Mugwumps, Morals, & Politics, 1884-1920

Mugwumps, Morals, & Politics, 1884-1920

Mugwumps, Morals, & Politics, 1884-1920

Mugwumps, Morals, & Politics, 1884-1920

Excerpt

The term "Mugwump" has come to have a variety of connotations. To many nonhistorians the word summons up the image of an individual perched on a fence with his Mug on one side and his Wump on the other. Elsewhere the word is used as a synonym for political independence, usually applied to civic reformers who refuse to identify themselves permanently with one political party. When some historians, following Richard Hofstadter's lead, talk about Mugwumps, they are referring to those old-American, white Protestants whose social and political dominance was threatened by immigration, industrialization, and urbanization in the late nineteenth century -- a group defined as much by its cultural ties as by its politics. And in the 1960s the notion of mugwumpery as independence was given a generational twist . . .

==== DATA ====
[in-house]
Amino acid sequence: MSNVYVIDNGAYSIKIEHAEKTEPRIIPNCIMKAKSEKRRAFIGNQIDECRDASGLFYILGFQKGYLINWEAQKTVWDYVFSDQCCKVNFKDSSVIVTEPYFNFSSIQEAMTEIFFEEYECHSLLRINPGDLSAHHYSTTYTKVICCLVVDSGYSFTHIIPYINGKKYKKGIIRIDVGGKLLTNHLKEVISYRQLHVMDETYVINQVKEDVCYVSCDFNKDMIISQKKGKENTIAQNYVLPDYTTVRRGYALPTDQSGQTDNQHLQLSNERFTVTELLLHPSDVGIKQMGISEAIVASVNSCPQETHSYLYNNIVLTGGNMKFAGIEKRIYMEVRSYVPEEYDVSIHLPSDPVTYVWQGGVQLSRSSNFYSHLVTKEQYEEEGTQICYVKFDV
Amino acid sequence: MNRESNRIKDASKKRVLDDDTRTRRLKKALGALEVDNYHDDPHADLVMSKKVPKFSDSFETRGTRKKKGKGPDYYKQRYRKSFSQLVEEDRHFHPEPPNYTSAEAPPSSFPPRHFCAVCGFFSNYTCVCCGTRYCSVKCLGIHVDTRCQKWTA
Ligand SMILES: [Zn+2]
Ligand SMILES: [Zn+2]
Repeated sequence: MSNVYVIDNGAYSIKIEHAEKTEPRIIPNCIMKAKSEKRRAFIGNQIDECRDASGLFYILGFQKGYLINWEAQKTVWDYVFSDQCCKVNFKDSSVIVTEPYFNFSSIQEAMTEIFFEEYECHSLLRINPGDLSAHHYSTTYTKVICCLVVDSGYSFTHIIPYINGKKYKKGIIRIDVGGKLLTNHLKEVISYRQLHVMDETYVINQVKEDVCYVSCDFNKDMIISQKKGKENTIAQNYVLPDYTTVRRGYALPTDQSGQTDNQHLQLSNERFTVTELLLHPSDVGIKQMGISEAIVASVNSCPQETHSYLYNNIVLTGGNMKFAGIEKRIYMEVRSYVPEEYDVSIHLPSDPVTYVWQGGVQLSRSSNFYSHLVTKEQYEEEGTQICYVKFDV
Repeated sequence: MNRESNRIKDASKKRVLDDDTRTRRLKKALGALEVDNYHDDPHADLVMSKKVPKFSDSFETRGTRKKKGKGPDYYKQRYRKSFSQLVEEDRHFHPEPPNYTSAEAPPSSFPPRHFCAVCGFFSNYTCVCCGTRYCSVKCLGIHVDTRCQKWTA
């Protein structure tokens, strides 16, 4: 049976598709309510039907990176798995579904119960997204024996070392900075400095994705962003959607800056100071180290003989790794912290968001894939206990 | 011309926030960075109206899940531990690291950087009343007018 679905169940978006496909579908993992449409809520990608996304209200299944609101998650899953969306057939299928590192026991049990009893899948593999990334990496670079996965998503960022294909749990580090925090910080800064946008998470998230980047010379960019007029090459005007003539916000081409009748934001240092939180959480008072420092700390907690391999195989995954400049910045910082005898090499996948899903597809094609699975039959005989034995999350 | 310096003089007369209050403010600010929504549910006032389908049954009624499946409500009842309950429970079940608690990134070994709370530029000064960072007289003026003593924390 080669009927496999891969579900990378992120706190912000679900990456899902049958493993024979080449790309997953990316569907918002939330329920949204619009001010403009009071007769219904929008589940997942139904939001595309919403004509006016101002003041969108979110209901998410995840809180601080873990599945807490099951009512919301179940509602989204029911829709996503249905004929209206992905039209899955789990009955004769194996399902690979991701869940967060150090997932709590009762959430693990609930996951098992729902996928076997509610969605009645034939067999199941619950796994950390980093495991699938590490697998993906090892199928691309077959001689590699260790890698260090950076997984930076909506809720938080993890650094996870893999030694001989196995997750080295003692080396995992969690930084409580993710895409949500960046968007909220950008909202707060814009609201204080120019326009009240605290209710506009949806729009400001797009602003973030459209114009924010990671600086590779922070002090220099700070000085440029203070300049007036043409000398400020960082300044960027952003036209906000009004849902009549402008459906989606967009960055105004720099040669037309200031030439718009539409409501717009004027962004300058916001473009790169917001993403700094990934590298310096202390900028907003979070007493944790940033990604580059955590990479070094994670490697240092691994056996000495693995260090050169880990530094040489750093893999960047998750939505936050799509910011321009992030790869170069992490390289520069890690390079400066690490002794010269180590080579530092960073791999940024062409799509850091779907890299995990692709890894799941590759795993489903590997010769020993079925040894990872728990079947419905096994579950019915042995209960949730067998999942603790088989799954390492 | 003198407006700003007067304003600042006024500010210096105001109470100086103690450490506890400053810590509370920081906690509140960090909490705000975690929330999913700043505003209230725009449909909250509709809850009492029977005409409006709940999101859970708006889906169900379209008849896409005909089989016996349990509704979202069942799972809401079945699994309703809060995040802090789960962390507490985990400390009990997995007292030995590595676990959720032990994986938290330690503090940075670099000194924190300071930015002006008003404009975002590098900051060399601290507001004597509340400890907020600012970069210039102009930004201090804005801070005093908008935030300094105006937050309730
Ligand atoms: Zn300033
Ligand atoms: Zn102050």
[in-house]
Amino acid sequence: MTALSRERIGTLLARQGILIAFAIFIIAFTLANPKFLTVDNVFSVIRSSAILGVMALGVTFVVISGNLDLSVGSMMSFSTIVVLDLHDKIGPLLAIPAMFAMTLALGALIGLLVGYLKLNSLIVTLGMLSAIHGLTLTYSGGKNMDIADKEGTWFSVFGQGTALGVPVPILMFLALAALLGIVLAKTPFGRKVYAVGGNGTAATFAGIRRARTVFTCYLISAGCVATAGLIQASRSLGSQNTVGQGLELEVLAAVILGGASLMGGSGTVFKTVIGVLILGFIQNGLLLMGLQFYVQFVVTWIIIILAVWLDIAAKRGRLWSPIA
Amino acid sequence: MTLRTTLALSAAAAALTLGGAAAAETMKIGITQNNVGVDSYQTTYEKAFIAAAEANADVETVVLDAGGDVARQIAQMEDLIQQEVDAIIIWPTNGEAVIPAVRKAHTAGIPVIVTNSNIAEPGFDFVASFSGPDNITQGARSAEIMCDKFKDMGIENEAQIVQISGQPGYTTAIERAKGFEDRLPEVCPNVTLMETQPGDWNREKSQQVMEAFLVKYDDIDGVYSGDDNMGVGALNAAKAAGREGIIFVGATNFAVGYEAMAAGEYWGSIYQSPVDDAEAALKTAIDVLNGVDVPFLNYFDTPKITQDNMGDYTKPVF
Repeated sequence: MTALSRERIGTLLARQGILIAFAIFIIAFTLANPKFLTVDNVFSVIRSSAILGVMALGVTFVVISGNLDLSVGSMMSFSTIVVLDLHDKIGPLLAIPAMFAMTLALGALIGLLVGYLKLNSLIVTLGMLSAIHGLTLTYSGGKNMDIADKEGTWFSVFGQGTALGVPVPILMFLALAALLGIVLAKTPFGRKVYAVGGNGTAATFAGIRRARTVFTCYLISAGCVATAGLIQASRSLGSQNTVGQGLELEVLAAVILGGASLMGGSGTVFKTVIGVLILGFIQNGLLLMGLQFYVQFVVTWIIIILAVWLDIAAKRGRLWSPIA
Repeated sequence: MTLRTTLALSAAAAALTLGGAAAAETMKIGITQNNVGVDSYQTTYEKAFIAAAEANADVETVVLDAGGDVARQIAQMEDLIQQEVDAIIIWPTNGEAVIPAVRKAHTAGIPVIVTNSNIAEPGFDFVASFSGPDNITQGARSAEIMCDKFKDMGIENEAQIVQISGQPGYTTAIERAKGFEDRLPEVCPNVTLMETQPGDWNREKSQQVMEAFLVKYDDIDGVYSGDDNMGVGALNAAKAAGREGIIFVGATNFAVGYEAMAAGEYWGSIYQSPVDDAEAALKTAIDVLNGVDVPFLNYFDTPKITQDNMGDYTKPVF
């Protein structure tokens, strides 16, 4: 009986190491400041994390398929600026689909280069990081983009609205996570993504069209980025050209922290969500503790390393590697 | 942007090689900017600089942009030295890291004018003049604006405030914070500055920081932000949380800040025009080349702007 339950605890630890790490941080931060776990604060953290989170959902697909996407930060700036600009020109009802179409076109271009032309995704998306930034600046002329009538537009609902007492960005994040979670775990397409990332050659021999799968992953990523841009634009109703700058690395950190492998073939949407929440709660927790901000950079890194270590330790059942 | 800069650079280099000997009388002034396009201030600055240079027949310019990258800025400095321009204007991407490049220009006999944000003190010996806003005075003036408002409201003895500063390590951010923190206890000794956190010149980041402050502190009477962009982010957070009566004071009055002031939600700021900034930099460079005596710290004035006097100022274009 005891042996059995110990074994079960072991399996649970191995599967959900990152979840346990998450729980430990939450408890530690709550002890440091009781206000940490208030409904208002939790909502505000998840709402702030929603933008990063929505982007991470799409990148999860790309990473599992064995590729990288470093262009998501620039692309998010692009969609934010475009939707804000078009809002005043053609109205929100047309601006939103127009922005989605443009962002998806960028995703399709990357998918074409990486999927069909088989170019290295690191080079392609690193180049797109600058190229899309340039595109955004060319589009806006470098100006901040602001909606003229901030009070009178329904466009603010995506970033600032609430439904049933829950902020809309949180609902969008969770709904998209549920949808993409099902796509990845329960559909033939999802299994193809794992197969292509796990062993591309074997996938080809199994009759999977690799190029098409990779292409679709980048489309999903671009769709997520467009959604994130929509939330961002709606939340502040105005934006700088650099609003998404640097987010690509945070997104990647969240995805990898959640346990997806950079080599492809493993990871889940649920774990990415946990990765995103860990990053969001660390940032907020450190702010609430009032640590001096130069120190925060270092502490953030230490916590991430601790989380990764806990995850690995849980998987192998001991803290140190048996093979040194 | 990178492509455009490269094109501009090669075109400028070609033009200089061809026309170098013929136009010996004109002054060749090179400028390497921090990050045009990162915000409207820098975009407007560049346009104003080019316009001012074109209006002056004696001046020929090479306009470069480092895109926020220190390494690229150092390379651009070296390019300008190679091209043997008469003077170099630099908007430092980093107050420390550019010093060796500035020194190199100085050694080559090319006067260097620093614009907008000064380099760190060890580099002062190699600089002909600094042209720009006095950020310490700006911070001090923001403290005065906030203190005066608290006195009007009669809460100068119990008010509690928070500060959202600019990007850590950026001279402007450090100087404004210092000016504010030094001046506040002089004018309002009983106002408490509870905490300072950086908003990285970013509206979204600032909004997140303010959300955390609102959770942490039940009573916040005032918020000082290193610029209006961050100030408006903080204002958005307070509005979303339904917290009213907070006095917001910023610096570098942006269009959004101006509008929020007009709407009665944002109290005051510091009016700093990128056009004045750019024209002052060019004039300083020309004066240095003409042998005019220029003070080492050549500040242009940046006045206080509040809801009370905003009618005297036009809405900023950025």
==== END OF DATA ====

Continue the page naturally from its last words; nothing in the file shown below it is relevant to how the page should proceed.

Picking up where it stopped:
Search by... Author
Show... All Results Primary Sources Peer-reviewed

Oops!

An unknown error has occurred. Please click the button below to reload the page. If the problem persists, please try again in a little while.